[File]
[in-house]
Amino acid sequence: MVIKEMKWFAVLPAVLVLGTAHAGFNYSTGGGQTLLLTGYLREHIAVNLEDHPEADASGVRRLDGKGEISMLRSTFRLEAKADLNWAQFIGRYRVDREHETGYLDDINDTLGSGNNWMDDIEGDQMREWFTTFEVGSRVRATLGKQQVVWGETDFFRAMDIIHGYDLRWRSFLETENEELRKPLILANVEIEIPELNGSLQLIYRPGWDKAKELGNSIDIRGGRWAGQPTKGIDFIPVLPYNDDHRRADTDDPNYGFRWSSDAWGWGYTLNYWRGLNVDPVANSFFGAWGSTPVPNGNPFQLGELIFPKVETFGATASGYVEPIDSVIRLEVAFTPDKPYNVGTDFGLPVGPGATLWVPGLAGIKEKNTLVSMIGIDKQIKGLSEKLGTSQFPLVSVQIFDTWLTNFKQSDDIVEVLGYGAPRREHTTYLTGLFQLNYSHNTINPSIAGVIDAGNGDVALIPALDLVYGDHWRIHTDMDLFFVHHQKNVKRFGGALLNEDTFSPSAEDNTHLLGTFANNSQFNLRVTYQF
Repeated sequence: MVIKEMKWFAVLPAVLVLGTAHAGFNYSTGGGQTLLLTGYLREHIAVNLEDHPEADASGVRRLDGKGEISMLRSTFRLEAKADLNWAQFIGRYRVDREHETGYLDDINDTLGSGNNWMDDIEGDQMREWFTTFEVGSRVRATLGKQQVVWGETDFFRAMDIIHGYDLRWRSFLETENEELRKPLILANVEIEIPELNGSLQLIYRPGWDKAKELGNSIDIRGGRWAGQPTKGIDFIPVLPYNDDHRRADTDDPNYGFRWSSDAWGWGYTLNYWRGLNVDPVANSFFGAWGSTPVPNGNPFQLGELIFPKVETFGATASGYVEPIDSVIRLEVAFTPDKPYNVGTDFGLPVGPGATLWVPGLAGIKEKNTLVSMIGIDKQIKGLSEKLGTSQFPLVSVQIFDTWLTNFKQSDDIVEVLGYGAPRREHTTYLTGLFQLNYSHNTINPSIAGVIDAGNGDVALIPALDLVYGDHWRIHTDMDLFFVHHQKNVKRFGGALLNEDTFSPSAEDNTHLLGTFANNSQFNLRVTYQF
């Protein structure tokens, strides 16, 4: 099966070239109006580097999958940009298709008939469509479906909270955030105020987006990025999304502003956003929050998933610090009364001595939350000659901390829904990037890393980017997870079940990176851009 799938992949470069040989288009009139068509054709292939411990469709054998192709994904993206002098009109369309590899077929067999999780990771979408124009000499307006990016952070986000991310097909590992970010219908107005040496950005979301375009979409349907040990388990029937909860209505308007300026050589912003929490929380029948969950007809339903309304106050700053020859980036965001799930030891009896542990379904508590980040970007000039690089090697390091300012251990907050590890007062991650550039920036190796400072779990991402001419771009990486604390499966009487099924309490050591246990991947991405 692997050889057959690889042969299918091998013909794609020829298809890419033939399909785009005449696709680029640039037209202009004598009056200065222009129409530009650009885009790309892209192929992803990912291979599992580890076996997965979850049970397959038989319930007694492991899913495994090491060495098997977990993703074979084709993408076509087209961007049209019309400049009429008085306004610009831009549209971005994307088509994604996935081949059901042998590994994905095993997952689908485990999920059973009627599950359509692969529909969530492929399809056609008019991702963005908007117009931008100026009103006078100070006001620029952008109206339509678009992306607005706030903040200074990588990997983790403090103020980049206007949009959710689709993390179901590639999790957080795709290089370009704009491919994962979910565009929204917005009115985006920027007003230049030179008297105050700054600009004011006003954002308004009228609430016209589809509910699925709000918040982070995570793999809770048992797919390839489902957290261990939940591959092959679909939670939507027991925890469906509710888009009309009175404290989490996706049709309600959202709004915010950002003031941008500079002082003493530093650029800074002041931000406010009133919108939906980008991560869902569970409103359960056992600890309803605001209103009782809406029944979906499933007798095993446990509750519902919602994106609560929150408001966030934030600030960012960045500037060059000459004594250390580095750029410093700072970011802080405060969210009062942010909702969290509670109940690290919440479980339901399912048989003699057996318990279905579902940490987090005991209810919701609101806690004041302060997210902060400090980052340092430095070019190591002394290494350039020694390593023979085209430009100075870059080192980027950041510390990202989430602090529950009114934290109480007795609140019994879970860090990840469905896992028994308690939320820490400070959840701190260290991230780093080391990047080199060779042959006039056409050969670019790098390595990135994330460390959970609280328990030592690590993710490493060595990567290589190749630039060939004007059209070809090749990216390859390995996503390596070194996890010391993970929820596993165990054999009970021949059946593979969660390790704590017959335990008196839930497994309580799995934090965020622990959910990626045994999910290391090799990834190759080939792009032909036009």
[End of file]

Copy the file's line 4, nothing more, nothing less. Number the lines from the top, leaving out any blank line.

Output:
């Protein structure tokens, strides 16, 4: 099966070239109006580097999958940009298709008939469509479906909270955030105020987006990025999304502003956003929050998933610090009364001595939350000659901390829904990037890393980017997870079940990176851009 799938992949470069040989288009009139068509054709292939411990469709054998192709994904993206002098009109369309590899077929067999999780990771979408124009000499307006990016952070986000991310097909590992970010219908107005040496950005979301375009979409349907040990388990029937909860209505308007300026050589912003929490929380029948969950007809339903309304106050700053020859980036965001799930030891009896542990379904508590980040970007000039690089090697390091300012251990907050590890007062991650550039920036190796400072779990991402001419771009990486604390499966009487099924309490050591246990991947991405 692997050889057959690889042969299918091998013909794609020829298809890419033939399909785009005449696709680029640039037209202009004598009056200065222009129409530009650009885009790309892209192929992803990912291979599992580890076996997965979850049970397959038989319930007694492991899913495994090491060495098997977990993703074979084709993408076509087209961007049209019309400049009429008085306004610009831009549209971005994307088509994604996935081949059901042998590994994905095993997952689908485990999920059973009627599950359509692969529909969530492929399809056609008019991702963005908007117009931008100026009103006078100070006001620029952008109206339509678009992306607005706030903040200074990588990997983790403090103020980049206007949009959710689709993390179901590639999790957080795709290089370009704009491919994962979910565009929204917005009115985006920027007003230049030179008297105050700054600009004011006003954002308004009228609430016209589809509910699925709000918040982070995570793999809770048992797919390839489902957290261990939940591959092959679909939670939507027991925890469906509710888009009309009175404290989490996706049709309600959202709004915010950002003031941008500079002082003493530093650029800074002041931000406010009133919108939906980008991560869902569970409103359960056992600890309803605001209103009782809406029944979906499933007798095993446990509750519902919602994106609560929150408001966030934030600030960012960045500037060059000459004594250390580095750029410093700072970011802080405060969210009062942010909702969290509670109940690290919440479980339901399912048989003699057996318990279905579902940490987090005991209810919701609101806690004041302060997210902060400090980052340092430095070019190591002394290494350039020694390593023979085209430009100075870059080192980027950041510390990202989430602090529950009114934290109480007795609140019994879970860090990840469905896992028994308690939320820490400070959840701190260290991230780093080391990047080199060779042959006039056409050969670019790098390595990135994330460390959970609280328990030592690590993710490493060595990567290589190749630039060939004007059209070809090749990216390859390995996503390596070194996890010391993970929820596993165990054999009970021949059946593979969660390790704590017959335990008196839930497994309580799995934090965020622990959910990626045994999910290391090799990834190759080939792009032909036009």